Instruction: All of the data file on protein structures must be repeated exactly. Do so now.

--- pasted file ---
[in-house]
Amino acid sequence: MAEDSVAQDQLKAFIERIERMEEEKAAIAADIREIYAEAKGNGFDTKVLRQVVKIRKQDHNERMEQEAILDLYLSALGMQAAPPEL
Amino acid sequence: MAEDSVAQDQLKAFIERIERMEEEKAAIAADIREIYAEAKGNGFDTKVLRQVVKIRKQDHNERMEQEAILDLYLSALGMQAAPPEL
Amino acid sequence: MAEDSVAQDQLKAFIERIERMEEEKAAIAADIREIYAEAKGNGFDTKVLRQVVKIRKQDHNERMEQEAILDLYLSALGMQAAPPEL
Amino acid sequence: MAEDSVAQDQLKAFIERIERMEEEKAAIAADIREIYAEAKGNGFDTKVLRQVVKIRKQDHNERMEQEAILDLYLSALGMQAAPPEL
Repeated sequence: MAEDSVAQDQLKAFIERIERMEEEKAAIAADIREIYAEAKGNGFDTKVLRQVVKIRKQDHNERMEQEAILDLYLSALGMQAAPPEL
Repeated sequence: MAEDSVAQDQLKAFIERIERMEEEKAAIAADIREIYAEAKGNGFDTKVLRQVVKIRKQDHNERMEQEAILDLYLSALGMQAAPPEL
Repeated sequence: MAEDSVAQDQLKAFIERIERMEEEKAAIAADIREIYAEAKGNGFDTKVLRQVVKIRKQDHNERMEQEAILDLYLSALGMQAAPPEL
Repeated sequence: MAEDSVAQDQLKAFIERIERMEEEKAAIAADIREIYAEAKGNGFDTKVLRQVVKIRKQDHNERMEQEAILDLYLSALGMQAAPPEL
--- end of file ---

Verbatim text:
[in-house]
Amino acid sequence: MAEDSVAQDQLKAFIERIERMEEEKAAIAADIREIYAEAKGNGFDTKVLRQVVKIRKQDHNERMEQEAILDLYLSALGMQAAPPEL
Amino acid sequence: MAEDSVAQDQLKAFIERIERMEEEKAAIAADIREIYAEAKGNGFDTKVLRQVVKIRKQDHNERMEQEAILDLYLSALGMQAAPPEL
Amino acid sequence: MAEDSVAQDQLKAFIERIERMEEEKAAIAADIREIYAEAKGNGFDTKVLRQVVKIRKQDHNERMEQEAILDLYLSALGMQAAPPEL
Amino acid sequence: MAEDSVAQDQLKAFIERIERMEEEKAAIAADIREIYAEAKGNGFDTKVLRQVVKIRKQDHNERMEQEAILDLYLSALGMQAAPPEL
Repeated sequence: MAEDSVAQDQLKAFIERIERMEEEKAAIAADIREIYAEAKGNGFDTKVLRQVVKIRKQDHNERMEQEAILDLYLSALGMQAAPPEL
Repeated sequence: MAEDSVAQDQLKAFIERIERMEEEKAAIAADIREIYAEAKGNGFDTKVLRQVVKIRKQDHNERMEQEAILDLYLSALGMQAAPPEL
Repeated sequence: MAEDSVAQDQLKAFIERIERMEEEKAAIAADIREIYAEAKGNGFDTKVLRQVVKIRKQDHNERMEQEAILDLYLSALGMQAAPPEL
Repeated sequence: MAEDSVAQDQLKAFIERIERMEEEKAAIAADIREIYAEAKGNGFDTKVLRQVVKIRKQDHNERMEQEAILDLYLSALGMQAAPPEL